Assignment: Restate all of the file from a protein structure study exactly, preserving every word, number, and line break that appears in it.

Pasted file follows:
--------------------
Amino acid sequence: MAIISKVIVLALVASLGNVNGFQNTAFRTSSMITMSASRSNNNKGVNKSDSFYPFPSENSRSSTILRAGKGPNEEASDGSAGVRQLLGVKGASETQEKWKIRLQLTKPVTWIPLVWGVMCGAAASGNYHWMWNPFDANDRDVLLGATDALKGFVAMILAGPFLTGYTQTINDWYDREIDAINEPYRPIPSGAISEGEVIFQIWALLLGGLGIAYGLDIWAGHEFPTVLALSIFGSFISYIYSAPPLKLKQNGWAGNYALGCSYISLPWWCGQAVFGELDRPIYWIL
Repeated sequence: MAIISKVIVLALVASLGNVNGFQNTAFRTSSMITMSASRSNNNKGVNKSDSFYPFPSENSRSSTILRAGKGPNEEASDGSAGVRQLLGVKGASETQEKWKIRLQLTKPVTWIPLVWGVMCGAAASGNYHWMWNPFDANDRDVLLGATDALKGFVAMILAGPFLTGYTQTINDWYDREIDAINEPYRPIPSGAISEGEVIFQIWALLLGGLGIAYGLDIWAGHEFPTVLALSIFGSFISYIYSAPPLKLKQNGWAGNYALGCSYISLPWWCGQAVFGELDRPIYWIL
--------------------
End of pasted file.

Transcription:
Amino acid sequence: MAIISKVIVLALVASLGNVNGFQNTAFRTSSMITMSASRSNNNKGVNKSDSFYPFPSENSRSSTILRAGKGPNEEASDGSAGVRQLLGVKGASETQEKWKIRLQLTKPVTWIPLVWGVMCGAAASGNYHWMWNPFDANDRDVLLGATDALKGFVAMILAGPFLTGYTQTINDWYDREIDAINEPYRPIPSGAISEGEVIFQIWALLLGGLGIAYGLDIWAGHEFPTVLALSIFGSFISYIYSAPPLKLKQNGWAGNYALGCSYISLPWWCGQAVFGELDRPIYWIL
Repeated sequence: MAIISKVIVLALVASLGNVNGFQNTAFRTSSMITMSASRSNNNKGVNKSDSFYPFPSENSRSSTILRAGKGPNEEASDGSAGVRQLLGVKGASETQEKWKIRLQLTKPVTWIPLVWGVMCGAAASGNYHWMWNPFDANDRDVLLGATDALKGFVAMILAGPFLTGYTQTINDWYDREIDAINEPYRPIPSGAISEGEVIFQIWALLLGGLGIAYGLDIWAGHEFPTVLALSIFGSFISYIYSAPPLKLKQNGWAGNYALGCSYISLPWWCGQAVFGELDRPIYWIL